This week includes the Great American Smokeout, a lecture on improving mental health, the possible benefits from carbon monoxide and an award for the vice president of information technology.
An unlikely source could help those with diabetes from losing vision
November is American Diabetes Month and Medical College of Georgia scientists have found evidence that a small dose of carbon monoxide to the eye appears to target key factors that damage or destroy vision in those with diabetes.
“It’s bad, it’s deadly. When you first hear of carbon monoxide, that is everyone’s reaction. That is true in a broad, uncontrolled setting. But this is in a very controlled setting where you are getting minimal concentrations that target specific cellular processes,” said Dr. Pamela Martin, cell biologist and biochemist in the MCG Department of Biochemistry and Molecular Biology and Vision Discovery Institute.
Great American Smokeout is Nov. 18
Tobacco use is the leading cause of preventable disease, disability and death in the United States. Through programs and events like the year-round Tobacco Cessation Program and the Great American Smokeout on Nov. 18, the Georgia Cancer Center can help tobacco users quit for life.
“We are committed to help each person on their path to improving their health by quitting tobacco use,” said April Parham, BS, tobacco treatment specialist and one of the coaches in the program.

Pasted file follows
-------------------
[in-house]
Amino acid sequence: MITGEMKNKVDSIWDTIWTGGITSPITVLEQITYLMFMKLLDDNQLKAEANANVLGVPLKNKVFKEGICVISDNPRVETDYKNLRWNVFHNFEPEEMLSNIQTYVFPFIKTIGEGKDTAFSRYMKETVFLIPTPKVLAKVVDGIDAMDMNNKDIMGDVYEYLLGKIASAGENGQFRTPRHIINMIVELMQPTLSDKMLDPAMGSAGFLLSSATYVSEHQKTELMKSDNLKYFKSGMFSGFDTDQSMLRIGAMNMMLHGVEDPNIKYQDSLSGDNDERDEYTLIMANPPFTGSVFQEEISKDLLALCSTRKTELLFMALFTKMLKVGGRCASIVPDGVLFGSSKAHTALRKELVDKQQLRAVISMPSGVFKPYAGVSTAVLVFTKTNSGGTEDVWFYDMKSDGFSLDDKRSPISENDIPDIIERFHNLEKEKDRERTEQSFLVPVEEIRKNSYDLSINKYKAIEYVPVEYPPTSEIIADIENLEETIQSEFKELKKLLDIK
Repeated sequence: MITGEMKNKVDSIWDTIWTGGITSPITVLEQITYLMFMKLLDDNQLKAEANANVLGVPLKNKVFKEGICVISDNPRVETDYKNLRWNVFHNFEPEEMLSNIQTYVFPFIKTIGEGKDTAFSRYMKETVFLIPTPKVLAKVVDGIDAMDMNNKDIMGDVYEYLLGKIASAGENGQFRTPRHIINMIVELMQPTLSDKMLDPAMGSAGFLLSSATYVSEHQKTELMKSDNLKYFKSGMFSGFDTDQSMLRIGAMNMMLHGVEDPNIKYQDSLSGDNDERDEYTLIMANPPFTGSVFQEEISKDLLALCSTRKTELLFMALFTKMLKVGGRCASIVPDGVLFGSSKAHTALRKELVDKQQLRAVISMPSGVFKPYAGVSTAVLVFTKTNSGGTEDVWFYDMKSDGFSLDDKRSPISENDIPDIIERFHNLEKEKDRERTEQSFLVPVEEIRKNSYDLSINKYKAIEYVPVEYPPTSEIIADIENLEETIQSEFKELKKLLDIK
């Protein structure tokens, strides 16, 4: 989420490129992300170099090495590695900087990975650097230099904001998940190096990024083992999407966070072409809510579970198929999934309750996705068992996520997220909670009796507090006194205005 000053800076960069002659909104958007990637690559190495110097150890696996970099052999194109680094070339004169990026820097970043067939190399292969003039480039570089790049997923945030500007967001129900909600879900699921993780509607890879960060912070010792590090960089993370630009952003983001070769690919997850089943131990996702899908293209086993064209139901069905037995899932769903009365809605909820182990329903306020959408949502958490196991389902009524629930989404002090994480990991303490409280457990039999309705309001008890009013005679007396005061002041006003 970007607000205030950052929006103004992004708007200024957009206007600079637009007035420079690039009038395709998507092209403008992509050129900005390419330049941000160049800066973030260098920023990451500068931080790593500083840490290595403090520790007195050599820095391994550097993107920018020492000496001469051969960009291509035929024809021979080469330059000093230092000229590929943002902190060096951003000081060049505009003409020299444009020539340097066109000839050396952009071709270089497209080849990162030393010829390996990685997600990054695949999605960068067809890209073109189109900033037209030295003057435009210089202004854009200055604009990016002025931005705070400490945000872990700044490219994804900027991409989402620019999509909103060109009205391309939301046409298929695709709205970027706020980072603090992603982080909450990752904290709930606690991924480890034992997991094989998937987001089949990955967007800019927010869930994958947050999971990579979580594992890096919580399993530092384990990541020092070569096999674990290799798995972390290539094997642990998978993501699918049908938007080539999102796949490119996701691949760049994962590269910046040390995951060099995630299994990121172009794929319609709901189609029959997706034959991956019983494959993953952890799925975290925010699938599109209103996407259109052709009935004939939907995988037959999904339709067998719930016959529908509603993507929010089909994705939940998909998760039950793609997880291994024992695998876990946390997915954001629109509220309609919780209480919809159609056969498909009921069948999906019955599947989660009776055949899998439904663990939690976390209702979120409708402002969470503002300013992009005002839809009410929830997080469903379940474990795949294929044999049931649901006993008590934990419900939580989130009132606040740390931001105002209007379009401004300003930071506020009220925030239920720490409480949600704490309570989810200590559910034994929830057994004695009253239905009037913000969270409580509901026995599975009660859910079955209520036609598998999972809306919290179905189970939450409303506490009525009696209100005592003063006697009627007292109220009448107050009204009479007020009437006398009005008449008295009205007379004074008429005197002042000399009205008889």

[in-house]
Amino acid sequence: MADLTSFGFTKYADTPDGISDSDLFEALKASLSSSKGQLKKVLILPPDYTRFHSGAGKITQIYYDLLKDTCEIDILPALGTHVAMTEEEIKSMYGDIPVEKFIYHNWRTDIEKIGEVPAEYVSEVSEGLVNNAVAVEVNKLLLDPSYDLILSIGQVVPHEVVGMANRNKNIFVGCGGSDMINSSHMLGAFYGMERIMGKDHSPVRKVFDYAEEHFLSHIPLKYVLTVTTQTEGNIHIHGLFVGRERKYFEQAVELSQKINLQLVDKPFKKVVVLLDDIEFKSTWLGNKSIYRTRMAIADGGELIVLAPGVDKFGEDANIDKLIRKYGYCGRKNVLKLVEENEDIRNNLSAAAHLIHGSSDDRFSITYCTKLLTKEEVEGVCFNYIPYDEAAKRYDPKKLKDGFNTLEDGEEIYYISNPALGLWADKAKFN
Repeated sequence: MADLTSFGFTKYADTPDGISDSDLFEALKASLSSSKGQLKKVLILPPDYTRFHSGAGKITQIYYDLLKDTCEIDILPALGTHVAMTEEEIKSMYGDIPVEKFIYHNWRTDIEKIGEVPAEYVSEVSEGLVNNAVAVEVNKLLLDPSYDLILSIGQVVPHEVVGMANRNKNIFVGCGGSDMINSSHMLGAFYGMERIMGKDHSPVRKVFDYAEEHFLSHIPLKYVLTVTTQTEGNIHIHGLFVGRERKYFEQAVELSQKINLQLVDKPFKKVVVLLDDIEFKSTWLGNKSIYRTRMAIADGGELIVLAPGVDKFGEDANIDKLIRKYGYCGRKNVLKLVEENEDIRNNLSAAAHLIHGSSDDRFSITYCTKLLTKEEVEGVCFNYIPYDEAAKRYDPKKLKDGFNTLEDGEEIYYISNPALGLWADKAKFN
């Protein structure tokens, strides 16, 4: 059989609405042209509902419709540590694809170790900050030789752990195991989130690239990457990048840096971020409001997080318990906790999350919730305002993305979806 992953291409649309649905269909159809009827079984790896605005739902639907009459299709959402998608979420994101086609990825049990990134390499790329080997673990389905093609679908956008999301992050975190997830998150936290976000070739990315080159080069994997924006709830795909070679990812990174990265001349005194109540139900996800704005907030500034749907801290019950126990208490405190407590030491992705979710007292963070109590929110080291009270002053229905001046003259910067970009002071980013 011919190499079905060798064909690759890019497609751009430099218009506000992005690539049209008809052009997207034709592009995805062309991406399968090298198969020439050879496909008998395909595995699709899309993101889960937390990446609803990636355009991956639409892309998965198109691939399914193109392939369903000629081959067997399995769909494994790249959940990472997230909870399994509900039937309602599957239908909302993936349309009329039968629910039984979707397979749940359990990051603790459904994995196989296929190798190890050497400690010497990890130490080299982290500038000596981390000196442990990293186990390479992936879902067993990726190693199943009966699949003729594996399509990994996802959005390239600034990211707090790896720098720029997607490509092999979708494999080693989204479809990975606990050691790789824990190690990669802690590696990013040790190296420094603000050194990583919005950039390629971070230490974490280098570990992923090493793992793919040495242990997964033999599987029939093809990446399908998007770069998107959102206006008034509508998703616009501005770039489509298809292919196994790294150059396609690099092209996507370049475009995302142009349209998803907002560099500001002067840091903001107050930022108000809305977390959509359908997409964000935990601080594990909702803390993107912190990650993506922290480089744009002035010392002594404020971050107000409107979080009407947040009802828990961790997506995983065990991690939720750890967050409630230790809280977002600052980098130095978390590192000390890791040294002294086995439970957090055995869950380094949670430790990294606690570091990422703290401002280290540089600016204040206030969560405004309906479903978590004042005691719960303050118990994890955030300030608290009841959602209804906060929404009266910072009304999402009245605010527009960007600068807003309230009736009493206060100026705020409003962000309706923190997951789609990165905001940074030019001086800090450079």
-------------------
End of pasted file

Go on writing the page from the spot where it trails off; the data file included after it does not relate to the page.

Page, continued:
Vice president of information technology wins award
Dr. Michael Casdorph, vice president of information and technology and chief information officer at Augusta University, is the winner of the 2021 GeorgiaCIO ORBIE Award for education, government, and the public sector.
“I was beyond grateful to be nominated back in September, but to be chosen, among so many intelligent and industry-leading technology leaders across the country is such an honor,” said Casdorph. The ORBIE Award honors chief information officers who have demonstrated excellence in technology leadership.
Why mental health matters
“One in five adults experience a mental health challenge each year. Add in a pandemic and even more challenges arise,” said Gantt. “Our mental health is just as important as our physical health, and they can impact each other. It’s important for us to all understand why mental health is important and how to stay on top of our own mental health, and support the mental health of those in our circle.”
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